Job offersmore »
- Managing Grower - Australia
- Senior Grower - Talbotville, Ontario, Canada
- Operations Manager - Fresh Produce
- Senior Account Manager Retail - Netherlands
- Supply Allocation and Inventory Manager - Fresh Produce, Italy
- Senior Grower - Katunga, Australia
- Key Account Manager - Netherlands
- Accountmanager aardappelinkoop BelgiŽ / Frankrijk
- International Retail Manager - Netherlands
- Quality Assurance Team EA Region -Antwerp- Quality Supervisor, Belgium
Last commentsmore »
- UK: What's in season at the New Covent Garden Flower Market (4)
- India: Government gives 50% subsidy on a poly house (951)
- Will sea freight be an alternative to Latin American air freight? (27)
- US: AFE educational grant applications due June 1 (4)
- Women's Day: "Russian market is growing up" (2)
- Danish greens grower expands with first own bred peperomias (1)
- Export stop Australia as of March 1 2018 (1)
- Colombia, Kenya and China: What's their recipe for success? (1)
- "Proven Winners is just getting started" (1)
- Market reports: solid research or wild guesses? (4)
Top 5 - yesterday
Top 5 - last week
Top 5 - last month
Exchange ratesmore »
Mark Keulen and Jeroen Beemster
New player in cultivation sensors Planthub makes market entryYou probably havenít heard of the Planthub before - thatís because it has only become available recently. Nevertheless, mainly growers and companies dealing with sensors and climate control would value this news, because this new, stand-alone system for wireless monitoring of light, temperature, humidity and EC might just stir up the market.
Like most inventions, here too it's a matter of combining circumstances and techniques in such a way that something new is created. "Sensors are now very cheap", says Mark Keulen, owner of Seedcare and together with Jeroen Beemster the creative brain behind the new Dutch company Planthub. And that was perhaps their most important discovery: "Online you can order very simple, shockingly cheap and high-quality sensors. They found sensors that could measure light intensity, temperature, air humidity and EC accurately for less than $ 20 each."
A good example of the very rapidly advancing technological developments, but now comes part two. The consumer buys such a sensor and sticks it in a pot at home, but even a small grower does not have one, but thousands of pots. To get a good overview of the plant conditions, he therefore needs several sensors at different locations in the greenhouse, which he also needs to read remotely. To this end, the data of the various sensors must be collected and software must be available to make this information accessible to an end user. "What we actually did is exactly that: hacked the sensors, built small computers and wrote the software."
The 10 sensors communicate via Bluetooth (up to a distance of about 10 meters) with the computer, called the Planthub remote. The various Planthubs then use LoRa (a radio signal) to send data to a central Planthub, the Planthub-base. Hence, data is sent to a personal website, the Planthub portal, which is again accessible by logging into planthub.eu. The sensors themselves, but also all used communication techniques, already exist: by far the most work was (and is) in the development of the software. This software is written by Jeroen Beemster, friend of Mark and self-employed in IT.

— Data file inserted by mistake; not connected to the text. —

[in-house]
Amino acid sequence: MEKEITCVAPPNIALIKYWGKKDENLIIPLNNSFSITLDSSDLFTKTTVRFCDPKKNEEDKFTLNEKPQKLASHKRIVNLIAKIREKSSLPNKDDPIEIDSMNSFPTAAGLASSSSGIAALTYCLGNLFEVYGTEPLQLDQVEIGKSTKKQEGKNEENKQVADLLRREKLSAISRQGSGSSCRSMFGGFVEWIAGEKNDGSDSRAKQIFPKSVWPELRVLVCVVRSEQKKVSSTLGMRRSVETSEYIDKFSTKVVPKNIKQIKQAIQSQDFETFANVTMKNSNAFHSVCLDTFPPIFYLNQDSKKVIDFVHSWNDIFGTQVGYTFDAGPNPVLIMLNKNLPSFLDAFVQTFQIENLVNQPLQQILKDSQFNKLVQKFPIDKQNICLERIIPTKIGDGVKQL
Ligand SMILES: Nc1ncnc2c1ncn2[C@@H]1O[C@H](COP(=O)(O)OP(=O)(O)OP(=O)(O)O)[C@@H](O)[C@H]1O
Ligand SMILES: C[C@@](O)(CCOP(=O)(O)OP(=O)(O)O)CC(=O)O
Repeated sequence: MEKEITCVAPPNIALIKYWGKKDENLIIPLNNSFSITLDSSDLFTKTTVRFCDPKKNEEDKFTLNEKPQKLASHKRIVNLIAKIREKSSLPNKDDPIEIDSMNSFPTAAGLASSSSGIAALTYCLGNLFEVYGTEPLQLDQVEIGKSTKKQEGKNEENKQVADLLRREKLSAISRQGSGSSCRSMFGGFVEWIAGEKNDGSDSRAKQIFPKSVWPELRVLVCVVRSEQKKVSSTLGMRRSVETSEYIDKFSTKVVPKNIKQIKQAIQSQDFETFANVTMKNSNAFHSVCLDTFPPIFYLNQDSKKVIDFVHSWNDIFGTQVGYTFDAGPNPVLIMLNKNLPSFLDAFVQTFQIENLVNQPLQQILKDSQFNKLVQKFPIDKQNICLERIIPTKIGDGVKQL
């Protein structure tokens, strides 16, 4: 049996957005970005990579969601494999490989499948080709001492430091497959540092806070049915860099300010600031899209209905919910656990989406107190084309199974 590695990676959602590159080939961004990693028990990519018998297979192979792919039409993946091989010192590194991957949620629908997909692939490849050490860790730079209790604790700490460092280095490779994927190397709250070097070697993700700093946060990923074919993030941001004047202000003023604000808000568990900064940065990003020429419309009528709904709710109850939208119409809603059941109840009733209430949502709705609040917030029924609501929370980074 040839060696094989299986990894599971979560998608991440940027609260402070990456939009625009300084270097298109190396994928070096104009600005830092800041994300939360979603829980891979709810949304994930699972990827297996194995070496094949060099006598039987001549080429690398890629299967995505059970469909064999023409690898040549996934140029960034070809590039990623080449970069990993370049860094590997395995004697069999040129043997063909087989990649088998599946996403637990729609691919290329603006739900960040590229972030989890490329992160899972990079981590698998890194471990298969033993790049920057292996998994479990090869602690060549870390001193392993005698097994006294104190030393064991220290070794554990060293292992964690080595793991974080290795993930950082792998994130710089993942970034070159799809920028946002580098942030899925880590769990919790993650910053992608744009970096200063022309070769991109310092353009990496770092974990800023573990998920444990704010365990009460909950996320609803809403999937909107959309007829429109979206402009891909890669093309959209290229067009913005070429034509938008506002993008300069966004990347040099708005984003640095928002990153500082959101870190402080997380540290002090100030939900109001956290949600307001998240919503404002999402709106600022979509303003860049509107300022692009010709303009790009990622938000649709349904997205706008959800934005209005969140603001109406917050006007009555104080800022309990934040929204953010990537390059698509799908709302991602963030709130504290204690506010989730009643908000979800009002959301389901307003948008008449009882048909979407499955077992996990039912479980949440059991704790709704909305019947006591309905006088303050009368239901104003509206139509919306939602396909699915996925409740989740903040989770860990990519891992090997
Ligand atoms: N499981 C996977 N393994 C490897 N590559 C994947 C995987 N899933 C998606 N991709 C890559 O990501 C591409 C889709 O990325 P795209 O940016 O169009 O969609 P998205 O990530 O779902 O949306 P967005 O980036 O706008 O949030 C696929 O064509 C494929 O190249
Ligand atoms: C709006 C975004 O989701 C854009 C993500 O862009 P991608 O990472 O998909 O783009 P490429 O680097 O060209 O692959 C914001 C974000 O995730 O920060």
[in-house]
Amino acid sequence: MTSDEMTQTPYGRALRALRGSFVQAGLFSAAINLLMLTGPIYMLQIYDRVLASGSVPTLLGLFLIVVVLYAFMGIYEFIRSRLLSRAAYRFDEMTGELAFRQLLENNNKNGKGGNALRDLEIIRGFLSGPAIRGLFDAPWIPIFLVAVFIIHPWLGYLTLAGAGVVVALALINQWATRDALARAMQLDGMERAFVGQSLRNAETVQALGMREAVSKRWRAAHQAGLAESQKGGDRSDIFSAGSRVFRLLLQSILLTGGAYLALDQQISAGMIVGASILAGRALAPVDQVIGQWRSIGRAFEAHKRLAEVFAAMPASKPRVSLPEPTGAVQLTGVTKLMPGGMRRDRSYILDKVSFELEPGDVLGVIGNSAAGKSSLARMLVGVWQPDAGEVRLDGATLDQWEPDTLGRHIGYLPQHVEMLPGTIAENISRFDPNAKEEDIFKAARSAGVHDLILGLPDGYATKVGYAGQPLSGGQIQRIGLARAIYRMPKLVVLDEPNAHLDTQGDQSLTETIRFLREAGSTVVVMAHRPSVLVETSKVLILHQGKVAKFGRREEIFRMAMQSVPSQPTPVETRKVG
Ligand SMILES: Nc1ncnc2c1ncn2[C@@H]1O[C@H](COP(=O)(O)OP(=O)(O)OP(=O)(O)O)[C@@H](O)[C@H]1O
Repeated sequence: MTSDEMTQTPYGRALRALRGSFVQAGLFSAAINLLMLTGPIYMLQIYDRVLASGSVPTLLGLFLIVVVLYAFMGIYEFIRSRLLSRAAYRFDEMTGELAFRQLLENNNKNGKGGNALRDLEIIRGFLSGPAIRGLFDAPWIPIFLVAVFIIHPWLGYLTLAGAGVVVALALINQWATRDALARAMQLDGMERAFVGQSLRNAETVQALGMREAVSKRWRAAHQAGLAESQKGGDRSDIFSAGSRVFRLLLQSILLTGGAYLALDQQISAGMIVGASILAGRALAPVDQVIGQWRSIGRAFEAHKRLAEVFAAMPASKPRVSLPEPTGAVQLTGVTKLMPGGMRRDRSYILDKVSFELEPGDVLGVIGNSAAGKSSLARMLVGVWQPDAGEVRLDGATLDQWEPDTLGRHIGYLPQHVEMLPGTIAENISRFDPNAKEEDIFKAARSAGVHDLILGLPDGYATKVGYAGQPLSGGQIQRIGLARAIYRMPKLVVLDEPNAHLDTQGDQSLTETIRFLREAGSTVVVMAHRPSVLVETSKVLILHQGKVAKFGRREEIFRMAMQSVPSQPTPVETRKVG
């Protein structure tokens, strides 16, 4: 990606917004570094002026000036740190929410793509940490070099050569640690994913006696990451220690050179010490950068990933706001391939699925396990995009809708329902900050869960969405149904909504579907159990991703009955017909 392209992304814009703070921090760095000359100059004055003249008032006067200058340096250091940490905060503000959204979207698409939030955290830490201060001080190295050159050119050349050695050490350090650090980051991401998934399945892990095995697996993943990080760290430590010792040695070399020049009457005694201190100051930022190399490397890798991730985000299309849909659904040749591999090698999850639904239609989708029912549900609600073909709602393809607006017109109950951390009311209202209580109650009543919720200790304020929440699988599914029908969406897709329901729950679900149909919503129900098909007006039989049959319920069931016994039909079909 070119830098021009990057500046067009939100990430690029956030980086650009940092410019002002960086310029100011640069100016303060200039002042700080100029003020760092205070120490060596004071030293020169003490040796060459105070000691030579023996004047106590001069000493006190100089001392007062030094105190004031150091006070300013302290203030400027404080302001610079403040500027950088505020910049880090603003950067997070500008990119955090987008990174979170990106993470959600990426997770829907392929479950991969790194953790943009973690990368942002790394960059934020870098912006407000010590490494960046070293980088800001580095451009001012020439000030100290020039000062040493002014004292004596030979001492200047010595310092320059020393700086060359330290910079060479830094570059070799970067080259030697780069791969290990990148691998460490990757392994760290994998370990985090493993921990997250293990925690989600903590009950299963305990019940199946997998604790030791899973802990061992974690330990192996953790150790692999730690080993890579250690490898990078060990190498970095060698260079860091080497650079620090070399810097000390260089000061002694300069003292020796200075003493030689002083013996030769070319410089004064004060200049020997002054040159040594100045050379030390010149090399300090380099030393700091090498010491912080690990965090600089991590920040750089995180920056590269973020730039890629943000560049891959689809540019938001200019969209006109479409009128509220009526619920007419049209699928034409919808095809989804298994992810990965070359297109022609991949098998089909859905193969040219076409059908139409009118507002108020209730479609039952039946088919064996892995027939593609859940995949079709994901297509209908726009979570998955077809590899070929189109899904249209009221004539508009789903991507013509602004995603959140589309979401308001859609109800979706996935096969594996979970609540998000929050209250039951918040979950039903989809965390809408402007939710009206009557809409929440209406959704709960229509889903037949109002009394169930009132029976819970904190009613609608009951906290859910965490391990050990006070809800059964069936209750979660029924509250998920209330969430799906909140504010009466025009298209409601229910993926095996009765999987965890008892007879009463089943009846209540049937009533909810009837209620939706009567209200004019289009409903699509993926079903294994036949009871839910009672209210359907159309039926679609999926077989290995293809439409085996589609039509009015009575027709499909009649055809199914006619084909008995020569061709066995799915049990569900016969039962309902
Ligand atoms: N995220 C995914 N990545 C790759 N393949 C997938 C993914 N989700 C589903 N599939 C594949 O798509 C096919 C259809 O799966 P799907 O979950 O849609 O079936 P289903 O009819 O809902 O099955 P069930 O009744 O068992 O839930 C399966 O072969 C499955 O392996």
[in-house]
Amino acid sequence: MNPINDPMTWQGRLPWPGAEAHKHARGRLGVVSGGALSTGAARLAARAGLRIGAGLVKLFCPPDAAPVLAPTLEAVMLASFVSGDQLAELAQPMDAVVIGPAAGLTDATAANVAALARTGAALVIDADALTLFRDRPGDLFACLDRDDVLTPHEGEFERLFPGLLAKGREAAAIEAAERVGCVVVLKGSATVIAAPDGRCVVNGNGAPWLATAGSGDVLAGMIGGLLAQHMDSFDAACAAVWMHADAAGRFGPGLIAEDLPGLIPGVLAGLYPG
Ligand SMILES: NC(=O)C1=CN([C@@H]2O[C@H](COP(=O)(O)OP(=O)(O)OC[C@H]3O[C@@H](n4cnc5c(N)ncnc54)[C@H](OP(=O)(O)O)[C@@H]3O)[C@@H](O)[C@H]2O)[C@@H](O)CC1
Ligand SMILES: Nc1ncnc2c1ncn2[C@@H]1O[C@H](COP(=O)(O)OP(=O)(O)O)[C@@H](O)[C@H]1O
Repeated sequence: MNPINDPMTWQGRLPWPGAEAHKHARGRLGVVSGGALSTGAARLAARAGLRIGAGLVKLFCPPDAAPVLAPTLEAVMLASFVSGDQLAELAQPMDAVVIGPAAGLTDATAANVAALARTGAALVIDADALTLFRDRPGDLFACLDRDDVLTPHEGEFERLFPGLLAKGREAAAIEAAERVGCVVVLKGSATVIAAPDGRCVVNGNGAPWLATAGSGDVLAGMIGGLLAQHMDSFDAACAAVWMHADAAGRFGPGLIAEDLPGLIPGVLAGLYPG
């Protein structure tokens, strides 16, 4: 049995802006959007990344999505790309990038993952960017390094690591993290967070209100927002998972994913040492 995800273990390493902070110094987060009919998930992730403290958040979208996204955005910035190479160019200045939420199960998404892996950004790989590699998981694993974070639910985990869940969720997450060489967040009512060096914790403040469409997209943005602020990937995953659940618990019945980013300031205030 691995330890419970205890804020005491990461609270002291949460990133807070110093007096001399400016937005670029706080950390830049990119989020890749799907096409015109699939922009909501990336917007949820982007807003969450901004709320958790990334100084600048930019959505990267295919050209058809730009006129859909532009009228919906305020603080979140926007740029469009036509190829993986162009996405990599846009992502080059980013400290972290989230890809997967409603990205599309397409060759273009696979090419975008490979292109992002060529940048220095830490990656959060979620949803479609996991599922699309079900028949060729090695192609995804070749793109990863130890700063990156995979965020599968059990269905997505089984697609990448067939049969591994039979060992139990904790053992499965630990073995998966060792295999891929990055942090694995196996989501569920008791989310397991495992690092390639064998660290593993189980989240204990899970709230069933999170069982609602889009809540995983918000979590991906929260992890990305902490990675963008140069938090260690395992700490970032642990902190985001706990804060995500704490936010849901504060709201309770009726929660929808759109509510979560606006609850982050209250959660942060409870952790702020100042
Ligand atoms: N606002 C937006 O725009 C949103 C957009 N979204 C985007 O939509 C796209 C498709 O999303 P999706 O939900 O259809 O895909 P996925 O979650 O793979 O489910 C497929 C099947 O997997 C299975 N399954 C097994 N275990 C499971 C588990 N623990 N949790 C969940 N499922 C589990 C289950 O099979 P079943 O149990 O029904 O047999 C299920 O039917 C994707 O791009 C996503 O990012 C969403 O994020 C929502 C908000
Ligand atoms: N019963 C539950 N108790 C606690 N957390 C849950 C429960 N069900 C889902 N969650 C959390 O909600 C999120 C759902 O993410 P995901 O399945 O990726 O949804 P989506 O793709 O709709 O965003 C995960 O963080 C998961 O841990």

Now that Mark has been playing with it for a while at his own company, the gentlemen decided a month ago to go public with it. The launch consisted of going live with the website, making a video (below) and posting a short article on LinkedIn. Whereupon, says Mark, customers from different corners of the world responded immediately with enthusiasm.
A lot for little
The system is stand alone, which means: For the time being it cannot be linked to other (climate) systems. That is why Mark expects that it will mainly be appealing for smaller companies. "Large companies often have already invested in sensors and climate systems and in many cases these parties have already realized links between sensor and computer. For the grower who has not yet taken that step, it can be a real solution, precisely because in this way you can get accurate and very cheap insight into a small scale cultivation. A starter package consists of 10 sensors, a Planthub-remote and Planthub-base and access to our Planthub for one year."
Whether Planthub will be a pioneering success, of course remains to be seen. On the one hand, it only 'works' if the user himself has affinity with it. You have to enjoy it a little bit, Mark observes, and you must be willing to study a bit into the how and what of the plant and the climate. "If you want to register a lot of reliable plant data in a simple way and be able act on it, and at the same time do not want to spend a fortune, we offer the solution!"
For more information:
1609 GE Oosterleek
M: +31(0)6533 95 552
Publication date: 3/13/2018
Other news in this sector:
Leave a comment: (max. 500 characters)
- All comments which are not related to the article contents will be removed.
- All comments with non-related commercial content, will be removed.
- All comments with offensive language, will be removed.